From the desk of the Brooklyn Eagle, an analysis of famous fighting men by New York pugilist, Billy Edwards.
The article speaks at length about the age at which a fighter can expect to see serious deterioration of his skills, and juxtaposes that against an upcoming fight between John L. Sullivan and Peter Jackson, a black fighter from Australia that Mr. Edwards refers to as a "giant."
Mr. Edwards, in his expert opinion, believes that a pugilist of the time hit his prime at age 25. Now, none of that is germane to this post, you can read the balance of the article here in the archives of the Brooklyn Eagle now available from the Brooklyn Public Library.
It should be the first of a long list of articles. For what it's worth, those pages from the above link all deal with bare-knuckle prize-fighting in some fashion, between the years of 1840 and 1906.
The reason for this post is to bring to light an early example of the debate or gloves, their size and bare knuckles. This article was evidently written at the time when there was an ever increasing adoption of the Queensberry rules, and consequently, the wearing of gloves. At the time the gloves weighed 4 ounces.
To quote Mr. Edwards:
"In ten years there have been few material changes in the methods of the prize ring. Gloves are now more frequently used and Queensberry rules prevail at the matches. Fighters for knocking out more than they did previously and they take greater chances than before. I regard knocking out as an undesirable feature in the sport. It might not be fair to say that there is not so much real science exhibited nowadays as was formerly the case, but it is undeniable that the use of skin tight gloves as a substitute for bare hands has led to a much rougher style of fighting. If pugilists had only their bare knuckles to fight with they would not go at each other so viciously, and the result would be a more scientific display. You can cut harder with a glove and inflict more damage than with the bare fist, saving your own hand meanwhile, for the glove is a protector also."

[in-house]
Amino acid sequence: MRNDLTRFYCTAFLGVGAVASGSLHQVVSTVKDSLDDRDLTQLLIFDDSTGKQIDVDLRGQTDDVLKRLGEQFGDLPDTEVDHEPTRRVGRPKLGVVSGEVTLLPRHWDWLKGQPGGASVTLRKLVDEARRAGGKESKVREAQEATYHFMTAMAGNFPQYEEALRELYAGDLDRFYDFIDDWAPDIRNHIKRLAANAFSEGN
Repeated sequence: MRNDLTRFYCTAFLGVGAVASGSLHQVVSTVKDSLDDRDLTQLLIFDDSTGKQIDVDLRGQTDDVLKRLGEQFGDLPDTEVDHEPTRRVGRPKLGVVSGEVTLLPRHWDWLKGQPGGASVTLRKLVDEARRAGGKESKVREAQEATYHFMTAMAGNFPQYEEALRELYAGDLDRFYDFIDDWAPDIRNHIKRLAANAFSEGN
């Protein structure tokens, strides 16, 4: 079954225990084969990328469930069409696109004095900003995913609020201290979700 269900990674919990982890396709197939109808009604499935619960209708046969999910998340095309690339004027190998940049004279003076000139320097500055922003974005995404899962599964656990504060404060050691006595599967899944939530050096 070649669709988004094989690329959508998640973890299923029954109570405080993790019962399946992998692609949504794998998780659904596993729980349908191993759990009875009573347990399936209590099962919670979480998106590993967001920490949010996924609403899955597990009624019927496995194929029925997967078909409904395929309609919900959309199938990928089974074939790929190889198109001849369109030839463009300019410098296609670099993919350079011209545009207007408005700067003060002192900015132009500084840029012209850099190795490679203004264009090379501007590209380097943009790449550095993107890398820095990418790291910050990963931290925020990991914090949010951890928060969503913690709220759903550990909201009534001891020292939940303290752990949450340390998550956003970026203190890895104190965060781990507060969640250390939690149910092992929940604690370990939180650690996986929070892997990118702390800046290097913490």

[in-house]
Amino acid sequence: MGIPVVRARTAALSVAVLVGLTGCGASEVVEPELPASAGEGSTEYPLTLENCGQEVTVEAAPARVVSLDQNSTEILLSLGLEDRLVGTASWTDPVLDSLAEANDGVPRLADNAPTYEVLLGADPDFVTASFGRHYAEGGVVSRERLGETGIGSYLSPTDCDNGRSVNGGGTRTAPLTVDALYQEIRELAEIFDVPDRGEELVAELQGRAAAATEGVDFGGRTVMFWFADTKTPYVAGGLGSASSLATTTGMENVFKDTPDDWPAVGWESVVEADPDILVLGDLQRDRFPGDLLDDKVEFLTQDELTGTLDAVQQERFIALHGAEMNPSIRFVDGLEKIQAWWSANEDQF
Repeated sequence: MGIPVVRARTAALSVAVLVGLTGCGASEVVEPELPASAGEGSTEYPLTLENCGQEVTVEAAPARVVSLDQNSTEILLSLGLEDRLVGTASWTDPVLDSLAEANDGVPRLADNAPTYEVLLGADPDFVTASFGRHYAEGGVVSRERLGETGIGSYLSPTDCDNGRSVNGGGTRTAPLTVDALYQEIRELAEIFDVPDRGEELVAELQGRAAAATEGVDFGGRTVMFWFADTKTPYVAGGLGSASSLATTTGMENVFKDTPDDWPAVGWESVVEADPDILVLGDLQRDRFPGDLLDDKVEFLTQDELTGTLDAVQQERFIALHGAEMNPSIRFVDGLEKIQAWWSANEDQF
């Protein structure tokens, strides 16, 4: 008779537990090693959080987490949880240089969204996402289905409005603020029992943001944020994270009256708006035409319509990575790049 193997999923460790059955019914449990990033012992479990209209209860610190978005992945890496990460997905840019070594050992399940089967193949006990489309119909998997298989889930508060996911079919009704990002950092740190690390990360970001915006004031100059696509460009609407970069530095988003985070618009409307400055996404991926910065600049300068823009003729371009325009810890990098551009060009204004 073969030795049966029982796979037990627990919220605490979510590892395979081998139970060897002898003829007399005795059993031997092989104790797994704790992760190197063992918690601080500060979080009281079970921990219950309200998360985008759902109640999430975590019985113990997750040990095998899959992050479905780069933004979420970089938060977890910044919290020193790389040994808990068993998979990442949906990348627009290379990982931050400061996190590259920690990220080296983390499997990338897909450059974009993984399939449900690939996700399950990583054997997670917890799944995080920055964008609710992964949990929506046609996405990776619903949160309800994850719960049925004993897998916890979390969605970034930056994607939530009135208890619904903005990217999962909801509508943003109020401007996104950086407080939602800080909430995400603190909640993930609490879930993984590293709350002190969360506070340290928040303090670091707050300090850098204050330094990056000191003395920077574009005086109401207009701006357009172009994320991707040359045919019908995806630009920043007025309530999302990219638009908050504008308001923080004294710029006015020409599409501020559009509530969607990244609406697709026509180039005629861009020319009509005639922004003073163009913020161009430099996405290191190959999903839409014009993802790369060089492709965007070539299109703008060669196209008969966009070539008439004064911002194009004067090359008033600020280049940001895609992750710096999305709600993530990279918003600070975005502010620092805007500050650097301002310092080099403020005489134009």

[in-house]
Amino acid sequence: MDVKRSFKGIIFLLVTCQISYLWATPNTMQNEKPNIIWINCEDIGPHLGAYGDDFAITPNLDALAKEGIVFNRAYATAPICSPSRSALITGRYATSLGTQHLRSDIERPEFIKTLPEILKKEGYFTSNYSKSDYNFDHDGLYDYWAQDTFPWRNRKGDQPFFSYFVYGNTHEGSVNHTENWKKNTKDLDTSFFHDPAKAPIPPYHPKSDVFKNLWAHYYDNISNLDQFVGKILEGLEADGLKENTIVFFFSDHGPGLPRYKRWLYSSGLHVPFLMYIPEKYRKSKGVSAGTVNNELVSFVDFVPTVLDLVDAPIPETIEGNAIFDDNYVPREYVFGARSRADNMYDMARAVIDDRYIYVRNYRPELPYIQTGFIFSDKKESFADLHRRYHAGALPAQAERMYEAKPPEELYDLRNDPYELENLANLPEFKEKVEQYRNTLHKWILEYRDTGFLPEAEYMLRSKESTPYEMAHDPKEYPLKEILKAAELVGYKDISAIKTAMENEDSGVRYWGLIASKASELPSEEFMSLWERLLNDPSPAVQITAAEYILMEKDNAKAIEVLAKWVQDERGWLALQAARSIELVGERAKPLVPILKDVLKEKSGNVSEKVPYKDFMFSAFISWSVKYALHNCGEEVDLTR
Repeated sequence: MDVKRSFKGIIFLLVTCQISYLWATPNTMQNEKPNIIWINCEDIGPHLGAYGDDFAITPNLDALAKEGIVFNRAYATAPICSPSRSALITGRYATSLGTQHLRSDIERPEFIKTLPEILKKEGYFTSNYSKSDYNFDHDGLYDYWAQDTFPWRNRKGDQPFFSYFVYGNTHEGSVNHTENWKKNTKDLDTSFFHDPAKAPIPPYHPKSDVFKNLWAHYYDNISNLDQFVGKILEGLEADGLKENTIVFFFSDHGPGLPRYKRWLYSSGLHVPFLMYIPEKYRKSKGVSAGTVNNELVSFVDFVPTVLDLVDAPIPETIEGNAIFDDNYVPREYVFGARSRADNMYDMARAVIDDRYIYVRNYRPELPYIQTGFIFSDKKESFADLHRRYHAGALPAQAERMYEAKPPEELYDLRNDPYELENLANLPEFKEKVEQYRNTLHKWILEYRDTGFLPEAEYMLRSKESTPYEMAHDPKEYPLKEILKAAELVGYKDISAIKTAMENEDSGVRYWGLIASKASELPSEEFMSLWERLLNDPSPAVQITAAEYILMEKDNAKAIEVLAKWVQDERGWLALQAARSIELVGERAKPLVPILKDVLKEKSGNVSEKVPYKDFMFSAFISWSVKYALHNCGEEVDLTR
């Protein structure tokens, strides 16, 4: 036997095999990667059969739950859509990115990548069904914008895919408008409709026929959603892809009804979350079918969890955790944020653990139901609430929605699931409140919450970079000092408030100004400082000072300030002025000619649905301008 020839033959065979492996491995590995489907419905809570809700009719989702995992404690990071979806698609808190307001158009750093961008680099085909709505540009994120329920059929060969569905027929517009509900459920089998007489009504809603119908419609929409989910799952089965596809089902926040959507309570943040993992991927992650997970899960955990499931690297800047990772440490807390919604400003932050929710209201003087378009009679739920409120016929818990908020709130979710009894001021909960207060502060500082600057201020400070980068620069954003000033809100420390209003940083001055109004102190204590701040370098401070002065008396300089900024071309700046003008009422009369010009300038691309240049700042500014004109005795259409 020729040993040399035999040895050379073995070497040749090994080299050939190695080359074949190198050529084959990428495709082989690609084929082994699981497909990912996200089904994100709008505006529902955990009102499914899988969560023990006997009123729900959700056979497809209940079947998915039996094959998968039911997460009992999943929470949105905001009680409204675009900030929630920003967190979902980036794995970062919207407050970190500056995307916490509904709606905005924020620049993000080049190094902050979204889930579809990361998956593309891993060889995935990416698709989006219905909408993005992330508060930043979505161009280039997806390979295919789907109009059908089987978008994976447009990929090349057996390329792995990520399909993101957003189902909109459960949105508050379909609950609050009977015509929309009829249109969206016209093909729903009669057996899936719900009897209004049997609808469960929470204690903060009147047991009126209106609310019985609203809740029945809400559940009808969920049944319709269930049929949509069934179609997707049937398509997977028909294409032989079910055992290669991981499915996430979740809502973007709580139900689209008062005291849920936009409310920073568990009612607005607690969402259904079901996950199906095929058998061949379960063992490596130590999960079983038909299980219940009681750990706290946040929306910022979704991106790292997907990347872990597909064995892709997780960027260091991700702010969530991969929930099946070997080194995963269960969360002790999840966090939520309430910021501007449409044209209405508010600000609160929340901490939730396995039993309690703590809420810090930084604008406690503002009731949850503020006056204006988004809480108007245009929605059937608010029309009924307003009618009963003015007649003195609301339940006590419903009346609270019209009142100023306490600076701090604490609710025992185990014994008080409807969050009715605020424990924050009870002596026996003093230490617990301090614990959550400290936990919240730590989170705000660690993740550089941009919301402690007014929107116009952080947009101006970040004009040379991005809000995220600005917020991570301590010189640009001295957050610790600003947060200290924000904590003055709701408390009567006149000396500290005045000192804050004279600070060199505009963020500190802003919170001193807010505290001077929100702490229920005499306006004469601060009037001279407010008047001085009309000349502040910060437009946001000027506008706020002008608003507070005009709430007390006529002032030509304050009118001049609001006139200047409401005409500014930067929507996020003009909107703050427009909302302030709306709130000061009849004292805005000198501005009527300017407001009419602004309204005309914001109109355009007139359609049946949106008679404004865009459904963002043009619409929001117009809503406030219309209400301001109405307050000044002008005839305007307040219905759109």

So in the above, we see possibly a precursor to the current medical concerns about the use of big gloves in boxing having a greater contribution to TBI and injury in general. Allowing fighters a greater facility with which to hurt each other.
In addition, the above would see to suggest, directly from the horses mouth, the futility of the debate over gloves somehow easing the experience of sparring and fighting realistically. Or, if it does not void that debate, it shows that using those "protective measures" does not in any way lessen the pain or danger for the participants and in fact heightens it.
Mr. Edwards continues:
"And so, in proportion, with a four ounce glove more chances are taken than with a skin tight glove. Each man knows that he is capable of inflicting more damage on his opponent with less risk to himself than if he had no gloves, and that the result is that it becomes dangerous fighting when the avowed purpose is to knock your man out. It would be an improvement on prevalent methods to use less force and more generalship and not to lose sight of the scientific aspect of the sport int he desire to overcome an opponent. As the illustration of the danger a pugilists incurs when he indulges in this desire I ma mention the case of McCaffrey when he fought Farrell in Philadelphia recently. McCaffrey when in to win with a rush and he fought so fiercely that he lost his self-control and the match. A cool head is everything in a fight."
I swear to go if this thread devolves into another sport vs street debacle I'm going to send the person responsible a box of dog ****. This is just an interesting early perspective on the glove debate.